Agaricus bisporus is a terricolous secondary decomposer fungus, which plays an ecologically significant role in the degradation of leaf and needle litter in temperate forests. Soils contain humic compounds derived from modified lignin and other recalcitrant aromatic compounds, presenting a different catabolic challenge to intact woody resources. Thus, A. bisporus forms an important model for carbon sequestration studies to understand the persistence of mycelial material in humus and to determine the role of fungi in bioconversion of plant materials to humic acids. The homobasidiomycete species is arguably the most well studied member of the family Agaricaceae; a large, diverse and economically important group of fungi. Comprehending the carbon cycling role of the Agaricaceae in forests and other ecosystems is a prerequisite to model and optimise carbon management.
Agaricus genome sequence will provide new opportunities to compare the role of a secondary decomposer in various environmental and developmental fungal processes with other basidiomycete and ascomycetes. Comparisons with the sequenced Polyporales (Postia placenta -brown rot, and P. chrysosporium -white rot) and the mycorrhizal basidiomycetes will provide insight into transitions between different ecological modes (e.g. decomposer, mycorrhizal, white- and brown-rot fungi).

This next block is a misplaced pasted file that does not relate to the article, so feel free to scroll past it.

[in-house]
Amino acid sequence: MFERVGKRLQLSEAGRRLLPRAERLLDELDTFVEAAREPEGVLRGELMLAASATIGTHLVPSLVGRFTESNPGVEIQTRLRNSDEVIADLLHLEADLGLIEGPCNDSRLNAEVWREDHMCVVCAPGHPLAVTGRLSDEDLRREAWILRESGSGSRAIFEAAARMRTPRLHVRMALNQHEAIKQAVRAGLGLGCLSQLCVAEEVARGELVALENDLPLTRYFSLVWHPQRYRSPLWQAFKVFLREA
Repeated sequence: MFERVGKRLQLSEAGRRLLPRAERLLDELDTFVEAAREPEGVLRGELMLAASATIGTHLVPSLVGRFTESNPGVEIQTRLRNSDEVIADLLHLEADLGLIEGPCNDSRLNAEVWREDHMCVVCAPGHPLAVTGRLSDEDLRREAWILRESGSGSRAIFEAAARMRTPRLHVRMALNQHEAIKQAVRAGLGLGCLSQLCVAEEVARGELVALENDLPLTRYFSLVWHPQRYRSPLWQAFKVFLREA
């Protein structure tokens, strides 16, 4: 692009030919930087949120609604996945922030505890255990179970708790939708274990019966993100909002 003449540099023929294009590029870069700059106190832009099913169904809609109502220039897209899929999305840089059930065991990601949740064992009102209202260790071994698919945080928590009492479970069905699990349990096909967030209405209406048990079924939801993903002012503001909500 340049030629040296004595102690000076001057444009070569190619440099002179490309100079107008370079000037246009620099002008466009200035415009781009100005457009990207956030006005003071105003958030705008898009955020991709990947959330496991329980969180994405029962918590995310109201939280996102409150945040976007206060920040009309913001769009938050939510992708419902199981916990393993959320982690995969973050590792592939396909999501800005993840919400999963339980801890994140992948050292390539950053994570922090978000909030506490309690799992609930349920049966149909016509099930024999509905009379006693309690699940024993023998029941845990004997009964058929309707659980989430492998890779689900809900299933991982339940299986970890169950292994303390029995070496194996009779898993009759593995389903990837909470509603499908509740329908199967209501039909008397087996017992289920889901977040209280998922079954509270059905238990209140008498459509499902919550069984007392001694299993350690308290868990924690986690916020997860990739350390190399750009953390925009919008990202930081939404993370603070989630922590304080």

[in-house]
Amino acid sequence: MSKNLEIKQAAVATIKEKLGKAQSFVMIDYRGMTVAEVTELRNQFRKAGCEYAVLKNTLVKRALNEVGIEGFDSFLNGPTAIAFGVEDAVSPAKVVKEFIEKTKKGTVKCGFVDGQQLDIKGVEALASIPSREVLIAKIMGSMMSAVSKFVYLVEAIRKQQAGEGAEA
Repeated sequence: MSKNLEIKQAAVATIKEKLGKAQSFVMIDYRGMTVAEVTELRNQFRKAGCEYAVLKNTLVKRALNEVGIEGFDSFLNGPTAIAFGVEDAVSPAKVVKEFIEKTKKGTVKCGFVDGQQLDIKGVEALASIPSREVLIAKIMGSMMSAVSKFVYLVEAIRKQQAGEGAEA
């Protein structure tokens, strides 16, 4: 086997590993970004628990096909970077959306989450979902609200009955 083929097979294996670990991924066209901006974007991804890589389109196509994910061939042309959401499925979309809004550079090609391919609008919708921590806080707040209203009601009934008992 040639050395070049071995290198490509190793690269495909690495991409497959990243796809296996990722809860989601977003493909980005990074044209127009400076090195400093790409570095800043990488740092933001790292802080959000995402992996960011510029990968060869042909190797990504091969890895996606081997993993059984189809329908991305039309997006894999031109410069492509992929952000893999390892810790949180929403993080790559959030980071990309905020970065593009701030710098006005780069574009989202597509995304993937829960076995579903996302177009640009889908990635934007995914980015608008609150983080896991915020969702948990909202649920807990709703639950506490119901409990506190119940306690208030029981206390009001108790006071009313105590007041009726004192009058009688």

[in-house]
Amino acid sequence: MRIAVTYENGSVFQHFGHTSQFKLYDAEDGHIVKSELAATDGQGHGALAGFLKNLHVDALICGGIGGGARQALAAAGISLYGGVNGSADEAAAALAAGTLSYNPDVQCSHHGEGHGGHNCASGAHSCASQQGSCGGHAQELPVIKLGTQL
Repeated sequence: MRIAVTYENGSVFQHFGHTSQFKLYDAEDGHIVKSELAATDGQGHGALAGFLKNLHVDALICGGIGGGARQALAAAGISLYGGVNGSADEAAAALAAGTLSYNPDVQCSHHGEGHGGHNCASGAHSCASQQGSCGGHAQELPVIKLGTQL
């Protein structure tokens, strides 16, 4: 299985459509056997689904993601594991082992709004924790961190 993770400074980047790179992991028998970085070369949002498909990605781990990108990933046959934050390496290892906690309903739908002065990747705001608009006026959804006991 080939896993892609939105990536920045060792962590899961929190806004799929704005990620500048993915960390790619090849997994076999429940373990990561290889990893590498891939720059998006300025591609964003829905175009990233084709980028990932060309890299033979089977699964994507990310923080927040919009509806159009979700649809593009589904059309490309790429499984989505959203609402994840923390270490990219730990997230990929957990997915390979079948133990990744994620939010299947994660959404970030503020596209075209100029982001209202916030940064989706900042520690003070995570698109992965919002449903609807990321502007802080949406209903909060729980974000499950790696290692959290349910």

Fortunately, as the premier cultivated mushroom species, a substantial scientific knowledge base exists for A. bisporus, which forms a solid foundation from which launch comparative analyses of basidiomycota genome sequences. Physiology, metabolism, and development have all been investigated at the molecular level, including: substrate utilization, reproductive development, senescence and morphogenesis expression profiles, control of offspring ploidy at the meiosporangium level, and mechanisms of resistance to bacterial and fungal diseases.
Significantly, several Agaricus species have potential for bioremediation of substrates contaminated with heavy metals, and these decomposer fungi are more able to hyperaccumulate toxic metals than some mycorrhizal fungi. Full potential of this area will require more extensive research and all these areas will be expedited by availability of genome sequence.